Iranian MP: Government's economic statistics contradict reality
Head of the Iranian Parliamentary Research Center Ahmad Tavakkoli believes President Mahmoud Ahmadinejad's regime pressures the Iranian Statistics Agency and Central Bank to hide statistics, the Iranian alef.ir website reported.
In his open letter to MPs, Tavakkoli said the Central Bank last published data on the country's GDP was in the second half of 2008. Neither the Iranian Statistics Agency nor the Central Bank has published statistics on the unemployment rate since spring 2010.
Ahmadinejad said 1.6 million new jobs opened last year and the figure will be 2.5 million in corrent year. The Iranian new year begins on March 21.
Roughly 1 million young people reach able-bodied age a year and according to official statistics, $20,000-$60,000 is required on average to open one workplace in the country.
Given the country's economic state, Tavakkoli said, opening of 1.6 million new jobs is unrealistic.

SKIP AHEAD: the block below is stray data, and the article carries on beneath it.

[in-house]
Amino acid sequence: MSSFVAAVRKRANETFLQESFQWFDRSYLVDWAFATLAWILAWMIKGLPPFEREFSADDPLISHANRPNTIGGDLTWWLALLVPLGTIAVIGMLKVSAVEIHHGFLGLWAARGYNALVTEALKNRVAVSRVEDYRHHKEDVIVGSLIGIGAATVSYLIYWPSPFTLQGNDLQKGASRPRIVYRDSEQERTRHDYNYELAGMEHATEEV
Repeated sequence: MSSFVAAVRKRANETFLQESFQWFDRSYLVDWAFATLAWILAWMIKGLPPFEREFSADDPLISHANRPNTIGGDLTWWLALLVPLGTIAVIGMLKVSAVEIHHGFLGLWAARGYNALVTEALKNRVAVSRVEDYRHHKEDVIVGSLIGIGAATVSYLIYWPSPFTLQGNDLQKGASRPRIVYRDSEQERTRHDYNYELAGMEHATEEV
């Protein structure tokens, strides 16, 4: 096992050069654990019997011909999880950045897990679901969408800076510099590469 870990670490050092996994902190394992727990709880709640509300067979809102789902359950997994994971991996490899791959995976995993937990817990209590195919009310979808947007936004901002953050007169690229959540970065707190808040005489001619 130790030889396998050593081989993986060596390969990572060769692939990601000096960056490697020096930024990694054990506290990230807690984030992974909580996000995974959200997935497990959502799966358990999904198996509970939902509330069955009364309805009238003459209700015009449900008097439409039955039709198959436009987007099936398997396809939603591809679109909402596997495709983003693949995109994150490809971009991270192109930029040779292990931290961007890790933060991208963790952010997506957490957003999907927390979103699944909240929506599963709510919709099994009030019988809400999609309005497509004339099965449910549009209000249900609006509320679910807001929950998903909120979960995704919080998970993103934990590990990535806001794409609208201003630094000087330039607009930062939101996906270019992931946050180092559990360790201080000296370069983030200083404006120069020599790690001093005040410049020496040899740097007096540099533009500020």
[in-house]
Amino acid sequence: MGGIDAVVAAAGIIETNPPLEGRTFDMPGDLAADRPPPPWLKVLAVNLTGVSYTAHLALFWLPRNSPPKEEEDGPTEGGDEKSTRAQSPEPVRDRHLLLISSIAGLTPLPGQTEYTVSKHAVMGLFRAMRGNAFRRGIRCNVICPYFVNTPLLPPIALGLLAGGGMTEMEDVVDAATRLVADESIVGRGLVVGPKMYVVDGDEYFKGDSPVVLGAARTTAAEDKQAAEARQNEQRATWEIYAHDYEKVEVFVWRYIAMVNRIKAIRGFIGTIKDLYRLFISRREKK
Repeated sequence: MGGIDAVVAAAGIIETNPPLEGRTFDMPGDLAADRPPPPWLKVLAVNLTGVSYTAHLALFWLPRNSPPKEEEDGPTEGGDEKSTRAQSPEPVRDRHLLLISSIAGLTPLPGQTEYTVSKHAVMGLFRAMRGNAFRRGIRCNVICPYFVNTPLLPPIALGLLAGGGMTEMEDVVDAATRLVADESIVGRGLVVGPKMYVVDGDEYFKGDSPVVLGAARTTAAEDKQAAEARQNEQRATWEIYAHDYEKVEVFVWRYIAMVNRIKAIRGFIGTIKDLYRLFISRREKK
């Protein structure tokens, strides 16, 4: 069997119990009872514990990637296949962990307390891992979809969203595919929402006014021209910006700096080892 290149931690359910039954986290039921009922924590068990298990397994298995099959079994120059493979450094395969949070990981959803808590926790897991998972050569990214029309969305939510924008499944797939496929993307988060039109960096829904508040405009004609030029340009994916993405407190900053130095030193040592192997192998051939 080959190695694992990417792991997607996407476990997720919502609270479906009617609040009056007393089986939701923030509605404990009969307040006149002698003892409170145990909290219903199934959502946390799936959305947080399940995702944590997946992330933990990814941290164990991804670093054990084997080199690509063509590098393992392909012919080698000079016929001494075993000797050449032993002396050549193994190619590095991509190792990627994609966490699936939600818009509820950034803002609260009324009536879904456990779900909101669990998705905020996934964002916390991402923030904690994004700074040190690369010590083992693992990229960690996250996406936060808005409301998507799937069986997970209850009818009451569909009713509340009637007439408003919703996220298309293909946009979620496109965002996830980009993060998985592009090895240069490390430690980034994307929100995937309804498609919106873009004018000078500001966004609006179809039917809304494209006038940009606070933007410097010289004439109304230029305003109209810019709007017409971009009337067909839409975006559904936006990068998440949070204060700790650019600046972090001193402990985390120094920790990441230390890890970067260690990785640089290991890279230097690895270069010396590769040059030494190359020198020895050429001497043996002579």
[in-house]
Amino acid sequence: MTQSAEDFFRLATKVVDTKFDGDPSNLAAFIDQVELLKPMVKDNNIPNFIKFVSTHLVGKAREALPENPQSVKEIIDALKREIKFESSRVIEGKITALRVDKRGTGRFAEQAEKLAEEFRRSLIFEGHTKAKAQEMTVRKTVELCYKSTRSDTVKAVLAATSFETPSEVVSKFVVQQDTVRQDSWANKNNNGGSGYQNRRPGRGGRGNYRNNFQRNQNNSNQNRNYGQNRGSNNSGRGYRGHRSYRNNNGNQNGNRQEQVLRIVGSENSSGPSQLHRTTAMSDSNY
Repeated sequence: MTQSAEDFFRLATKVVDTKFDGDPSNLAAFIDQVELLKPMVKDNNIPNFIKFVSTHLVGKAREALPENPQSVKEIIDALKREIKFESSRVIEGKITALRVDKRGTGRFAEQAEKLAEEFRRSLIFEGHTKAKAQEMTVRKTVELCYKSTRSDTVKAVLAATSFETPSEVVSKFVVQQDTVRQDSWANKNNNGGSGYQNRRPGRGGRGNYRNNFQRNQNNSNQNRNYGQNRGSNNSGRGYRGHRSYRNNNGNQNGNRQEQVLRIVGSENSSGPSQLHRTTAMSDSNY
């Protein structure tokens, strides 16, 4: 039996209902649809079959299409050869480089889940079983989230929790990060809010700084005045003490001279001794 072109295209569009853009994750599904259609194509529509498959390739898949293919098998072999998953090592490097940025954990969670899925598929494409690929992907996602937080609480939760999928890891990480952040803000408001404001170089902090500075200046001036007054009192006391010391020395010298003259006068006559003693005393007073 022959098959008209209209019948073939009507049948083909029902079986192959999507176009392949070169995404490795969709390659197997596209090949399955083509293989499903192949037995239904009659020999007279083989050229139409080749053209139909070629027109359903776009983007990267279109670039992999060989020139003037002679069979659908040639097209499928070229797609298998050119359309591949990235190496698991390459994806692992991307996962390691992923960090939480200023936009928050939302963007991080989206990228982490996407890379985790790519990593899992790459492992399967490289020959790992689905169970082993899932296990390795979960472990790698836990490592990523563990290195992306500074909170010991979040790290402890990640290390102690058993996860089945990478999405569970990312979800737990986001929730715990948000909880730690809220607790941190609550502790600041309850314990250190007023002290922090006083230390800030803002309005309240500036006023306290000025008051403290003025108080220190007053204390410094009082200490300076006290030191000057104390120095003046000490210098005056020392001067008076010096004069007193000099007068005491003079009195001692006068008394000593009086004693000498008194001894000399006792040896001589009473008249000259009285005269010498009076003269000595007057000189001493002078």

He said the unemployment rate and GDP data contradict each other. Non-publication of the country's GDP data for about three years shows that no growth is reached. Thus, opening of 1.6 million new jobs is suspicious.
During Mohammad Khatami's presidency, in 1997-2005 the country achieved a 5-percent economic growth and opened 600,000 new jobs unnually.
Relying on the International Monetary Fund's (IMF) data, Tavakkoli said Iran's economic growth hit 0.1 percent in 2009, 1 percent in 2010 and the figure will equal to zero in 2011.
He said Iran is an IMF member and is obliged to provide statistics on economic growth to the Fund.
The Iranian Statistics Agency reported that unemployment rate hit 14.6 percent in spring 2010. However, in late March Iranian Labor and Social Affairs Minister Abdol Reza Sheikh-Ol-Eslami said quoting Ahmadinejad that unemployment rate hit 10 percent.
Based on the data by the President Deputy Strategic Planning and Control Organization, the country reached 6.63 percent economic growth on average a year up to 2004-2007 and opened 764,633 new jobs annually.
Iran includes those working even an hour a week into the list of employed people. Based on the International standards, employed person should have minimum 48 work hours a week.